It seems like I blinked and one second Kim and I were driving our girls home from the hospital starting our family, and the next we were walking them down the aisle as they started theirs.
While the newborn stage was great, Kim and I find some of our fondest memories come from the toddler phase of our girls’ lives. We celebrated when each one figured out how to sit up then start scooting around. The angels rejoiced when we sprinkled their highchair trays with little round O’s and the girls figured out how to get them into their own mouths.
“Look! She did it! She’s feeding herself! Look how happy she is–she’s so proud of herself! We’re killing this parenting thing!” *high five*
I promise you – parents, youth workers and leaders today celebrate this same “Cheerios moment” in the spiritual development of their children and youth. It is extraordinary to watch a child awaken to the wonder of the goodness of God, be drawn to the truth found in His Word and, then, begin to feed themselves.
With the impact of the Internet and rapid innovations in technology, these Cheerios moments are happening at younger ages – sometimes before a child is ready to digest the information the world is hurling at them.
Ninety-five percent of all teens ages 12 – 17 are online. 
Today’s teens had phones when they were in elementary or middle school, compared to high school or college for their older counterparts. That shift is already shaping behaviors.
Two in three teens make purchases online, and of those, more than half are making purchases on their phones.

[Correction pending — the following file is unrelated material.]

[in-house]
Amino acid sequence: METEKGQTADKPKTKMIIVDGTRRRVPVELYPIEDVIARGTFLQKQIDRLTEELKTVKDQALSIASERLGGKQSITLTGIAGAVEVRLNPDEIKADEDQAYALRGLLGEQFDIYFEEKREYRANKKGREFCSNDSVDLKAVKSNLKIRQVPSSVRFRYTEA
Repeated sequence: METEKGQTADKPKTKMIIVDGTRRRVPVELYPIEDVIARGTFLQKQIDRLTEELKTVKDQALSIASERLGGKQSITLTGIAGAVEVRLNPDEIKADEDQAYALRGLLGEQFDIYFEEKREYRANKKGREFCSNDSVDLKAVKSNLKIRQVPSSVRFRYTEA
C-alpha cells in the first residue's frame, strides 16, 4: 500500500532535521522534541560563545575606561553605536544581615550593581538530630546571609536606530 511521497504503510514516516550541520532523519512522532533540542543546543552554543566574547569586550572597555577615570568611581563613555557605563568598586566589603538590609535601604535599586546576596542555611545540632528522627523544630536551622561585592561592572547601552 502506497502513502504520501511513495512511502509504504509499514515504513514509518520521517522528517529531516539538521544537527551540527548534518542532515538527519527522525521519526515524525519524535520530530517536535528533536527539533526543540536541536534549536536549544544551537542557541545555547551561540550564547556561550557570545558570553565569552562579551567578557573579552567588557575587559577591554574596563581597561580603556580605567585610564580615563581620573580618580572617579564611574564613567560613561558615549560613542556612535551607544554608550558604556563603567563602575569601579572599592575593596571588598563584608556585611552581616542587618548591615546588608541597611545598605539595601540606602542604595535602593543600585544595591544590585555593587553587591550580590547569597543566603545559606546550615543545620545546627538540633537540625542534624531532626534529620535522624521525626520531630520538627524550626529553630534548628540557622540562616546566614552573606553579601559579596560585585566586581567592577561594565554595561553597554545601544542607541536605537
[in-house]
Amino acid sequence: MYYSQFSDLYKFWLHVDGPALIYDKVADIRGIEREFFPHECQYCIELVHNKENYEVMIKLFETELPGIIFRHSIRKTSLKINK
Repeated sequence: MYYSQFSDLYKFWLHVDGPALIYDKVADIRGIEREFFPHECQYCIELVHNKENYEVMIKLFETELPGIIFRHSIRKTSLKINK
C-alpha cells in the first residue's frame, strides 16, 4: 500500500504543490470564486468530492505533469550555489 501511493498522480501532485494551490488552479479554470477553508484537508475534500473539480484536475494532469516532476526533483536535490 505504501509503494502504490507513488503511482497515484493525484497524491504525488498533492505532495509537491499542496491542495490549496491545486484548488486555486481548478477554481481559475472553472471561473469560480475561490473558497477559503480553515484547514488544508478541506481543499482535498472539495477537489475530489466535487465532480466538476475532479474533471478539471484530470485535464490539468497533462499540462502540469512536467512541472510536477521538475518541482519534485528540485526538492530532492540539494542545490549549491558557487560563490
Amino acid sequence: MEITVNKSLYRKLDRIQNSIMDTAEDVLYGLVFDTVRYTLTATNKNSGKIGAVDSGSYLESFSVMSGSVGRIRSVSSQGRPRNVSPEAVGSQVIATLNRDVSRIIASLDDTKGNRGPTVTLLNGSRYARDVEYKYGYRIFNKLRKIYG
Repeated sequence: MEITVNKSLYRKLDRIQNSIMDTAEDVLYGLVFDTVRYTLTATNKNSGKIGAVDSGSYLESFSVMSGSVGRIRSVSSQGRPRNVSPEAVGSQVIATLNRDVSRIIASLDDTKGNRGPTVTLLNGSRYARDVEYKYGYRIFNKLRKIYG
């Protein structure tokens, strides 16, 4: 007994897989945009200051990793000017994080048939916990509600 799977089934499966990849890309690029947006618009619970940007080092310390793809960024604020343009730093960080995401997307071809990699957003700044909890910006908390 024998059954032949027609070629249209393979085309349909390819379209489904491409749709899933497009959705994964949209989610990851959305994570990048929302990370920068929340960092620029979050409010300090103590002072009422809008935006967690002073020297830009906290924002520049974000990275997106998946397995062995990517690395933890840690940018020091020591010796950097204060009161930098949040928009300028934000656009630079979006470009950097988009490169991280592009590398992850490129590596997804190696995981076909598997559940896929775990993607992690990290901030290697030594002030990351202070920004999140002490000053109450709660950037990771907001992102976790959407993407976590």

Having nearly 24/7 access to the Internet at their fingertips is forcing younger children to grapple with realities, even spiritual realities, which traditionally people our age didn’t encounter until later in life.
Providing nourishing truth
Having such unrestrained access to information at such a young age is forcing today’s youth to not only wrestle with post-adolescent topics, but to self-theologize — and at younger ages than any other time in history. That’s why OneHope has partnered to develop impactful digital Scripture engagement tools, such as the Bible App for Kids. This powerful tool enables that “Cheerios moment”—where children as young as one year old can listen, interact, and engage with God’s Word on their own.
Culture is loud and pervasive—seeking to capture the hearts and minds of our young people as early as possible. Even if parents do their best to limit screen time, check their children’s phones, and utilize in-app parent controls, our children still have access to more information than they are prepared to understand and process on their own. This is why we need to provide our little ones with access to nourishing truth at a young age, whether that be through an app or off-line, that will encourage them to seek this same kind of life-giving information online as soon as they are able to navigate on their own. If you’ve ever seen a small child navigate a smartphone or tablet, trust me, they are able!
Culture is loud and pervasive – we need to capture the hearts and minds of our young people early.
 Youth Ministry Media  Gen Z: A look inside its mobile-first mindset